At the workshop, we helped feather a papier mache owl that Kate had prepared ahead of time. This book page has been stenciled with the owl's soon-to-be wing feathers.

Expert owl-maker hard at work.

It takes a village to build an owl.

Every feather just so..........

Here's some fun effects that can result from the use of colored pages. From faces on feathers........

to a man offering grapes (the latter courtesy of my ever-imaginative hubby:).

The expert owl-maker surveys the evolving avian artwork.

Before leaving the workshop, we all had the chance to create bouquets from discarded book and magazine pages. The expert flower-maker invites me to sniff his creation. Ah, the smell of reincarnated books.

Sunday, May 2, 2010

How Poets Are Like Astronauts

This happy astronaut-poet was recently caught smiling on Sunset Boulevard in the Silver Lake neighborhood of L.A. If I would hazard a guess, I'd say it was because he discovered a great pupuseria.

How poets are like astronauts:

--We live among the stars.
--We're in our own orbit.
--We're likely to experience weightlessness on the job.
--We're always in search of the uni-verse that seems just beyond reach.
--A poet would go to an observatory to "observe-a-story," and an astronaut would measure a poem's meter in meters.

This friendly astronaut-poet, part of Micheltorena Street School's Reach! mural designed by Kiki Giet, waves to passerby on Sunset Boulevard in Silver Lake. She's known to stuff sonnets in her bonnet.

--When riding, astronauts know that planets move onward in elliptical orbits.
--When writing, poets know to plan it (move one word) in elliptical obits.
My lips slipsis...
Onward ho, fellow astronaut-poets!!

Saturday, May 1, 2010

The 2010 Los Angeles Times Festival of Books Déjà Vu/ Déjà View, or How Dueling Jarrett Krosoczkas Support the Existence of Parallel Universes

I've been reeling since my recent discovery concerning the nature of the universe. As might be expected, this paradigm-shifting discovery has brought on a bad case of existential crisis mixed with a touch of post-nasal drip.

Previously, many of my afternoons had been spent managing my citrus-colored minions, as they painstakingly built a stylish, Sputnik-like craft designed to seek out and prove the existence of parallel universes. No more. For the humble book festival in my own backyard has changed Everything, with a capital "e."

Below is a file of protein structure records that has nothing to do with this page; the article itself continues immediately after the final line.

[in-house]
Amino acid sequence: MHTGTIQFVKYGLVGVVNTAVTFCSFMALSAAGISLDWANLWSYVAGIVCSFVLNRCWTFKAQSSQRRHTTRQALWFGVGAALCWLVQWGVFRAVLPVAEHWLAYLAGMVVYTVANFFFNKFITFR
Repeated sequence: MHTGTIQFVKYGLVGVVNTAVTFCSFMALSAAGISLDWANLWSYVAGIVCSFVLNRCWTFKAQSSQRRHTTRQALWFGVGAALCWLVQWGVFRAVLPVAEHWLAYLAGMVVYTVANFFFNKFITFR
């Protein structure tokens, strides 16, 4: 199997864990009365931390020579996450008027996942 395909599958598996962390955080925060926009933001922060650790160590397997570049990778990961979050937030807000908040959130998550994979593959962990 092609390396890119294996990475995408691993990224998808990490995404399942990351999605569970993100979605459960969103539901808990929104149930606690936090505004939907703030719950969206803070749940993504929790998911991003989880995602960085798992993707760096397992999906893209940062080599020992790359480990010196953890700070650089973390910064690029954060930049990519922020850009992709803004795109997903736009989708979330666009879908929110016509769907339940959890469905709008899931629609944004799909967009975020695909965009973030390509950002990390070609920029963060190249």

And here's the man around whom the fabric of space-time tore like a cheap picture book in a toddler's mouth-- Jarrett Krosoczka.

Here's a picture of Jarrett channeling his awesomeness. This doesn't take but a few seconds, by the way, for Mr. K is very extremely awesome (just ask my son, a big Lunch Lady fan).

Nobel prize-winning scientists, with whom I've consulted, believe that it was during this very awesomeness-channeling moment when life as we know it changed forever.

According to extensive data sheets, this change began on 4/25/09 (the date Jarrett Krosoczka first appeared at the L.A. Times Festival of Books) and erupted into total systemic googolotronic breakdown on 4/24/10 (the date of Jarrett's second L.A. Times Festival of Books appearance).

For a brief period between those two points in time, Universe A212 and Universe BN89 existed simultaneously on the same space-time continuum. And, yes, blog readers, I was there to capture every quantum-physics-tickling moment of it.

Universe A212 Jarrett does battle with Universe BN89 Jarrett to see who can draw the better Lunch Lady. Methinks it's a "draw," but I wouldn't want to get between two space-time bending doppelgangers, would you?

Universe BN89 Jarrett points to his face, insisting that he was the first Jarrett to come up with the clever Q-styled "mole communicator" for the Lunch Lady's sidekick/assistant, Betty.

The dueling doppelgangers challenge each other to a "Betty's gadgets" draw-off. I think I have to give it to the Universe A212 Jarrett this time. He got those totally tubular fishstick nunchucks in there.

Now let's follow the Jarretts through a reading of Punk Farm. Universe A212 Jarrett is thoughtful enough to let the other Jarrett go first.

They're going strong.

The battle rages on...

A high pitch frequency pulses through the UCLA campus, signaling the disentangling of Universe A212 from Universe BN89. In the next nano-second, the two Jarretts will be individuated again and free to return to their respective universes. They have finished making history.

And they all lived happily ever after. Feel free to rock on with your bad selves, a la Jarrett.
P.S. Even though there was only one picture book panel at the whole festival (can we change this, folks? While we're at it, how about book prizes for PB, MG, children's poetry, and children's graphic novels?), it was super rad. Hats off to Sonja Bolle for moderating a hilarious discussion with Kadir Nelson, David Shannon, and Pam Munoz Ryan.